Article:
FELINE NONHEALING nodular or ulcerative dermatoses can present veterinary practitioners with diagnostic and therapeutic challenges.
These lesions can initially be mistaken for cat bite abscesses, but empirical abscess management consisting of drainage, cleansing,
and short-term systemic antibiotic treatment routinely fails. Feline atypical mycobacterial panniculitis (AMP) (also called
opportunistic mycobacterial granuloma) is one of many causes of chronic, draining, nodular skin and subcutaneous diseases in cats. Feline AMP results from infection
with rapidly growing Runyon group IV mycobacteria. In the previous article, we reviewed the clinical and diagnostic features
of AMP. This article focuses on the treatment options available in cats with AMP.
To initiate the best therapeutic plan, confirm an etiologic diagnosis of AMP by morphologically identifying the infecting
mycobacteria in cytologic or histologic samples and by obtaining a positive, noncontaminated tissue culture. Performing antimicrobial
susceptibility profiles on atypical mycobacterial isolates also facilitates successful treatment planning and implementation.
Once a definitive diagnosis of AMP is established, practitioners and clients are faced with several treatment choices, including
medical therapy only or a combination of medical and surgical therapies.
The Runyon group IV mycobacteria that cause AMP include Mycobacterium smegmatis, Mycobacterium phlei, Mycobacterium fortuitum, and Mycobacterium chelonae. These agents are rapid-growing, nontuberculous mycobacteria that do not respond to antitubercular drugs. Ideally, selecting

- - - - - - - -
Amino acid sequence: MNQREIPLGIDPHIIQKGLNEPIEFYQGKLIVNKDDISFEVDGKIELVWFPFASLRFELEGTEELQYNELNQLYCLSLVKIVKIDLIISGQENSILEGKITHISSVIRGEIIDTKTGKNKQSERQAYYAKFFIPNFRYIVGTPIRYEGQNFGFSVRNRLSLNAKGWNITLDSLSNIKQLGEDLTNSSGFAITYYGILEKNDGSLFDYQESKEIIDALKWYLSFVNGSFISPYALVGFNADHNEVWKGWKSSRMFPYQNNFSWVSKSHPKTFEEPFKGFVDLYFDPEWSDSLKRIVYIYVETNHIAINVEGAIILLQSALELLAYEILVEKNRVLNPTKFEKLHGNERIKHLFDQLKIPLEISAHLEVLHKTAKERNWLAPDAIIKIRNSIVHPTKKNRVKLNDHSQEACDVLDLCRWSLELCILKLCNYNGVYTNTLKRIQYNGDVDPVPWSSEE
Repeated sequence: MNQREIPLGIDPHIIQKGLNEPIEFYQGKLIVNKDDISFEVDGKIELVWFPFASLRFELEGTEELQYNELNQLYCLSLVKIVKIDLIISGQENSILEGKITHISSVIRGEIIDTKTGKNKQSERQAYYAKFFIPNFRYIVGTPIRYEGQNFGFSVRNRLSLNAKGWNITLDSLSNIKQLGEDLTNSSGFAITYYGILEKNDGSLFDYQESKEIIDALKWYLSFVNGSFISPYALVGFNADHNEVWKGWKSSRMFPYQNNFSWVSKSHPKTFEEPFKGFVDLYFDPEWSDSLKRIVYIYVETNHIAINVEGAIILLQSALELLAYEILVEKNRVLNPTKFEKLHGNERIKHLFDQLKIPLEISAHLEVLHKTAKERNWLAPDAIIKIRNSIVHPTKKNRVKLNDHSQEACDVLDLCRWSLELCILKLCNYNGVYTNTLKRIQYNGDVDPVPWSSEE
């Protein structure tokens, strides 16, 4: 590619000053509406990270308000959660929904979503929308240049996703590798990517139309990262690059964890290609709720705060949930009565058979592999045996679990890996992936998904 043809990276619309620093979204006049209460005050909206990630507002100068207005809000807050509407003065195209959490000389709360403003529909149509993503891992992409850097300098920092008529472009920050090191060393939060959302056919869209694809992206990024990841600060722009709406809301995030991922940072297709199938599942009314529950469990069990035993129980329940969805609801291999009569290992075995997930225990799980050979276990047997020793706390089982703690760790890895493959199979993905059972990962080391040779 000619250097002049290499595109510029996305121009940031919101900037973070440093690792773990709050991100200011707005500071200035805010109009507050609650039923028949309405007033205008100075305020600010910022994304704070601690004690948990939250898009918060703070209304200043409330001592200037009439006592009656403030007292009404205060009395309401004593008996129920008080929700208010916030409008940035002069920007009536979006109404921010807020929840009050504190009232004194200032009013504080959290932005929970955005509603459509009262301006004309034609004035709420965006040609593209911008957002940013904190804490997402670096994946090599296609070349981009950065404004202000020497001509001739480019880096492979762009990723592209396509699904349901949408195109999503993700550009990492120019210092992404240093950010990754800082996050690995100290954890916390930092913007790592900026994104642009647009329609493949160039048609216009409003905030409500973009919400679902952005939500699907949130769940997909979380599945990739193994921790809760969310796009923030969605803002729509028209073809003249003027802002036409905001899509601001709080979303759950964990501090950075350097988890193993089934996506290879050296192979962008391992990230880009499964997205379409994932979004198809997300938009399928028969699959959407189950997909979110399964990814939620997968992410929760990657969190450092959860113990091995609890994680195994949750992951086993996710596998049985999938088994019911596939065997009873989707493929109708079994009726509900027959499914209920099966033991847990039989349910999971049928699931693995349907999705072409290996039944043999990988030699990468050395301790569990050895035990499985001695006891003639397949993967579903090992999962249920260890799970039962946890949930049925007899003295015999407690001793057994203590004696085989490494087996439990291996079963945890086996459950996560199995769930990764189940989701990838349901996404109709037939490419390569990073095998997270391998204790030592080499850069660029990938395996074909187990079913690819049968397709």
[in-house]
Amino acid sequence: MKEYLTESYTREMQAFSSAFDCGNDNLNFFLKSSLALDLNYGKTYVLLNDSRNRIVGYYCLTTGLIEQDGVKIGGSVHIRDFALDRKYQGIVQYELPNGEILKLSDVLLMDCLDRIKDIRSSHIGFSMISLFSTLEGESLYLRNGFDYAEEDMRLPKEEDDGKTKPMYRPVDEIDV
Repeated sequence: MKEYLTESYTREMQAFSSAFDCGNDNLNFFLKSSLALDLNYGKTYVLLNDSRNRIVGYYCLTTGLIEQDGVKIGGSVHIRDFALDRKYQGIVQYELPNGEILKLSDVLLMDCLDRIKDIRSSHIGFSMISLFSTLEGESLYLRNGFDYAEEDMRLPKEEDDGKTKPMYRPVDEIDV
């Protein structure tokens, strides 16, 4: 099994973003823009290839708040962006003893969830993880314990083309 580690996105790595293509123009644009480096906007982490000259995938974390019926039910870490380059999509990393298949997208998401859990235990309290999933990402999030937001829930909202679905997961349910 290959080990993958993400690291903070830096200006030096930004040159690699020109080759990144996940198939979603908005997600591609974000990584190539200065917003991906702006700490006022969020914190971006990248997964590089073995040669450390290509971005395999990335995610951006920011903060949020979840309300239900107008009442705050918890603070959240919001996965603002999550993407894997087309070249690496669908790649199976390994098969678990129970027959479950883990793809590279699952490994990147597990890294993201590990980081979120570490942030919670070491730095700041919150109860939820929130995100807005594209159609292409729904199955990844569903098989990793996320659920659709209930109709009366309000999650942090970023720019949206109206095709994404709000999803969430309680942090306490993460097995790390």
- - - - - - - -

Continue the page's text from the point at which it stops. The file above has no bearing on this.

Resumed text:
an antimicrobial drug is based on individual susceptibility profiles. Antibiotic susceptibilities vary among strains of mycobacteria.
They also occasionally differ within strains in different geographic regions and can be influenced by previous and concurrent
antibiotic treatment.1-3 For instance, multiple studies have demonstrated that strains of M. smegmatis are usually susceptible to more antibiotics than strains of M. fortuitum are, although both of these mycobacteria are often susceptible to fluoroquinolones, gentamicin, and doxycycline.1,4 Previous publications also report that M. fortuitum is more commonly isolated from North American cats with AMP, while M. smegmatis was the most prevalent strain seen in a survey of 49 Australian cats.1,5,6 Certain pathogenic mycobacteria, most notably Mycobacterium tuberculosis, have been known to rapidly develop antibiotic resistance during treatment, and increasingly resistant strains may be an
emerging feature of atypical mycobacterial infections as well.1,7
No well-established guidelines allow a clinician to predict whether a cat with AMP will have an adequate clinical response
to medical therapy or will eventually require medical and surgical therapy (Figure 1). Since many authors have reported cures with single-agent antimicrobial therapy1,7,8 and appropriate antimicrobial therapy is recommended before performing most surgical procedures in cats with AMP,1,7,8 we recommend that antibiotic administration be considered the first step in the comprehensive treatment of all cats with
1. This cat was presented with a chronic lesion on the caudal ventral abdomen. The arrowheads outline the extent of the wound
at presentation. The diagnosis was AMP, and the cat was treated for six weeks with appropriate antibiotics, followed by aggressive